AURORA | The district attorney for north Aurora has dismissed a litany of criminal charges filed against a quintet of people who organized and participated in a demonstration protesting the death of Elijah McClain outside of an Aurora police substation last summer.
Democratic District Attorney Brian Mason on Thursday dismissed the nearly two dozen charges, including multiple felonies, originally filed last September by his former boss, Dave Young.
The demonstrators, Lillian House, Joel Northam, Whitney Lucero, Terrance Roberts and Trey Quinn, were accused of engaging in and inciting a riot outside of an Aurora police station on the University of Colorado Anschutz medical campus the evening of July 3, 2020 and into the early morning hours of Independence Day.
Authorities said the group and others barricaded police inside the building for hours, preventing officers from responding to calls throughout the northern portion of the city. House, Northam and Lucero, all of who are leaders with the local Party for Socialism and Liberation, were originally slapped with felony attempted kidnapping charges, though a judge dismissed those counts in March.
In a statement, Mason, who has worked in the Adams County judicial district for years but was only sworn into the top post in January, said he is obligated to drop charges for which his prosecutors cannot win convictions.
“I have an ethical obligation to only proceed on charges my office can prove and to dismiss charges that we cannot prove,” he said. “My job is to do the right thing. After considerable thought and reflection, I believe dismissing these charges is the right thing to do.”
Young and Aurora police officials originally said the events in front of the police station morphed from a protest into riot when attendees blocked the building’s entrances and exits with various objects, tied doors shut and obtained cans of gasoline, according to court documents.
“There is a difference between a peaceful protests and a riot,” Young said in a statement when he announced his charges Sept. 17. “When individuals cross the line and break the law, they will be prosecuted.”
Young left his elected post due to term limits and has since taken a role in the district attorney’s office serving El Paso County.
Mason agreed that “significant lines were crossed during the protest,” but said his decision to drop the criminal cases was made in an effort to mend a convulsed community.
“I grew up in Aurora and care deeply about this city,” Mason said. “The Aurora community has gone through a lot and is deeply in need of healing. I hope that today’s decision will promote this; and that, together, we can seek peaceful and effective ways to address the significant issues of our day.”
In a series of statements, the former defendants said they never bound doorhandles together and admonished those who did.
“All parties agree that lines were crossed on July 3 and 4,” House, Northam and Lucero said in a joint statement through their attorneys. “The law is clear that tying doors to a police station is not legal and there has never been an allegation that our clients did so. The goals of peaceful protest are not to prevent police from responding to calls for service, but to affect change that addresses the needs of the community. We believe in the First Amendment and its guarantee of the rights to free speech and to petition the government for redress of grievances. We are glad to move forward.”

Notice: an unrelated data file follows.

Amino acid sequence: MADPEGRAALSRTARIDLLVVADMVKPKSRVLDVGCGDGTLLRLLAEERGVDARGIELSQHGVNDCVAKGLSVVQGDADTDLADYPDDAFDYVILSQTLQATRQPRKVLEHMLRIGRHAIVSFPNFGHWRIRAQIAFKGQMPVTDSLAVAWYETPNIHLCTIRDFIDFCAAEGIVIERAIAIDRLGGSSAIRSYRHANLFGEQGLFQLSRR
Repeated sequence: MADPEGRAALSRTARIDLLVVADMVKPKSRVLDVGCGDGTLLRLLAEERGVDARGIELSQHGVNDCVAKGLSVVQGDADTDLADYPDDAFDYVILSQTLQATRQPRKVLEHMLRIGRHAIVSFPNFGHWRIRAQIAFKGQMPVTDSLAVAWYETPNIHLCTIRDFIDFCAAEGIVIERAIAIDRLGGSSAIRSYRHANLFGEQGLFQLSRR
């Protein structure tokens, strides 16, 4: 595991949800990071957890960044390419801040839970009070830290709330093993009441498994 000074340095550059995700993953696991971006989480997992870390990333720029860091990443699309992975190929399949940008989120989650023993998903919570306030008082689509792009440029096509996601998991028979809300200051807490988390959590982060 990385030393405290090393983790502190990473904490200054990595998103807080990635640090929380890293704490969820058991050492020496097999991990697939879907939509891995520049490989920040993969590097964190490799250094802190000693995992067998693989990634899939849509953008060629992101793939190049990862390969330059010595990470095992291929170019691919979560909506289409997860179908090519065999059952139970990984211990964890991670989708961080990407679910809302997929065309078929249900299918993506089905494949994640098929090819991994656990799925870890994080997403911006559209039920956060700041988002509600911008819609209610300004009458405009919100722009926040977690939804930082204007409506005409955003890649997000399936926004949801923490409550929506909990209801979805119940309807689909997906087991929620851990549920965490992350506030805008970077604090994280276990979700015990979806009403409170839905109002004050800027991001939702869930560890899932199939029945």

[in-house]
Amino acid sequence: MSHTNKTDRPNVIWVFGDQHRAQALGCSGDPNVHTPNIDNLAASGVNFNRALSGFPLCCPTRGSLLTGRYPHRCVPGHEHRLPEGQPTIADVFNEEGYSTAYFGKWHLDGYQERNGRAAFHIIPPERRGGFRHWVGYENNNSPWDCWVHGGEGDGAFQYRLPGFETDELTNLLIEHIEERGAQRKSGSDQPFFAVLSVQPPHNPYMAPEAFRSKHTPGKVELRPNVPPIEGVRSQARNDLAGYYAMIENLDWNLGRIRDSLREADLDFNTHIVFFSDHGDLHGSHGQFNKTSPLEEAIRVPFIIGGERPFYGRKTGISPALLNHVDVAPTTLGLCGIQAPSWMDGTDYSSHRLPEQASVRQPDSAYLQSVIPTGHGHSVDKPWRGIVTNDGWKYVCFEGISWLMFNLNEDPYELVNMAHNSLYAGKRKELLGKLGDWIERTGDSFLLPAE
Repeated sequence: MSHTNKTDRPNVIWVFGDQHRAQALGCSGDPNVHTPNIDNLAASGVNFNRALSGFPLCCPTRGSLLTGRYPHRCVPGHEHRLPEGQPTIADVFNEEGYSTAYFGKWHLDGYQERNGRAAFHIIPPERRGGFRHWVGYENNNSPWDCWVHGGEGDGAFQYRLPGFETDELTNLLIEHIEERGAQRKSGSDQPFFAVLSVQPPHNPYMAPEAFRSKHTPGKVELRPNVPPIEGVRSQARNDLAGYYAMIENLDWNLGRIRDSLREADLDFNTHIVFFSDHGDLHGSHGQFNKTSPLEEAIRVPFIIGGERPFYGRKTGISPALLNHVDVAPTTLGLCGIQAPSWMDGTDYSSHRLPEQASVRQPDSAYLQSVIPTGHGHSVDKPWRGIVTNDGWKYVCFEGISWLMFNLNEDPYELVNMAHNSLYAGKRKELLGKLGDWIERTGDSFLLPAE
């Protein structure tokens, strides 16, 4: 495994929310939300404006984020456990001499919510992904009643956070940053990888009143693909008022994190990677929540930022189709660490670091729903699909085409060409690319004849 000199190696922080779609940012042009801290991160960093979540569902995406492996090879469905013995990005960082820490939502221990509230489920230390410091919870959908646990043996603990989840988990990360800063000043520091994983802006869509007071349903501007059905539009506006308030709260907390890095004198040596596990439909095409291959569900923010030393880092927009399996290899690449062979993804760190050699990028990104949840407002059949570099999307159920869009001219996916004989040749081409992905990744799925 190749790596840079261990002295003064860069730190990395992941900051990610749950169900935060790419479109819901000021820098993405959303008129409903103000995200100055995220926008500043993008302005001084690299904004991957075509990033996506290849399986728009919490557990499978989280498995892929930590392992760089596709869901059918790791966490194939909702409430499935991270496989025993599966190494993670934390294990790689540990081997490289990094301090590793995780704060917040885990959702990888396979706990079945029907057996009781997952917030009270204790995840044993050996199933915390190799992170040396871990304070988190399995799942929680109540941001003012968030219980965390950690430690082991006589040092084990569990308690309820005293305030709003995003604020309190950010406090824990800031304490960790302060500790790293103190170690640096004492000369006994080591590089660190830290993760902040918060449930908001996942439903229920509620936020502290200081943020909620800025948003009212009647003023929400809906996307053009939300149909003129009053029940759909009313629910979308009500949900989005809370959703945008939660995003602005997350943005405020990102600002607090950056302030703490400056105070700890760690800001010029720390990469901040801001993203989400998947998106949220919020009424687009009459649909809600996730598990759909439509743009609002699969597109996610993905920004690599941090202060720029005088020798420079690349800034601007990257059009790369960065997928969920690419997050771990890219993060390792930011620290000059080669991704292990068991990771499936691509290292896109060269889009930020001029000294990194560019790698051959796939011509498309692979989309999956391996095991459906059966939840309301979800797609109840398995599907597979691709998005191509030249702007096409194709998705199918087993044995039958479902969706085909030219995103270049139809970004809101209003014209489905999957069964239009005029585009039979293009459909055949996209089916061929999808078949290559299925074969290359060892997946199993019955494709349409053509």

Quinn further lamented the nature of the July protest and others that took place last summer in the wake of the death of George Floyd in Minneapolis.
“I had come out to pressure the state into a conversation with myself and the community,” he said in a statement. “I did not come out to dissolve any opportunity for legitimate dialogue between the state, police, and ourselves. I seek real solutions. I do not seek a drawn out standoff as the entry to a beneficial understanding. What concerned me that night was the idea that in this continued manner of protesting, very few solutions will come. The state will pour dollar after dollar into the police department to stand off with protesters, just as protesters will pour their sweat into standing off with police. This will not create an actual safer society.”
House, Northam and Roberts still face criminal charges in the judicial district that covers the southern portion of Aurora in connection with other demonstrations that took place last year. House faces four misdemeanor and petty counts of tampering, theft and obstructing a highway; Northam is accused of seven similar counts; and Roberts is suspected of a lone count of obstructing a highway, a misdemeanor.
House is slated to be arraigned in her case on June 21, court records show. Northam and Roberts both have court appearances scheduled for May 17.
Prosecutors recently revoked multiple originally filed felony charges against House and Northam.
Earlier this year, an Arapahoe County judge dropped four felony theft charges originally levied against another man in connection with a demonstration in Aurora. Like Young, the district attorney who originally filed the charges in the 18th Judicial District, Republican George Brauchler, was also term-limited and left his post in early 2021.
A pair of people maintain open cases related to the July 3 event in Adams County, a spokesperson for Mason’s office confirmed. Daxx Dalton faces counts of false imprisonment, engaging in a riot and obstructing government operations. Cameron Frazier faces a pair of felony weapons charges. Both have court appearances on the docket in the coming weeks.
A Denver man also remains accused of felony arson in Arapahoe County in connection with a protest that resulted in significant damage to the Aurora Municipal Courthouse on July 25, 2020. He’s scheduled to stand for a preliminary hearing later this month.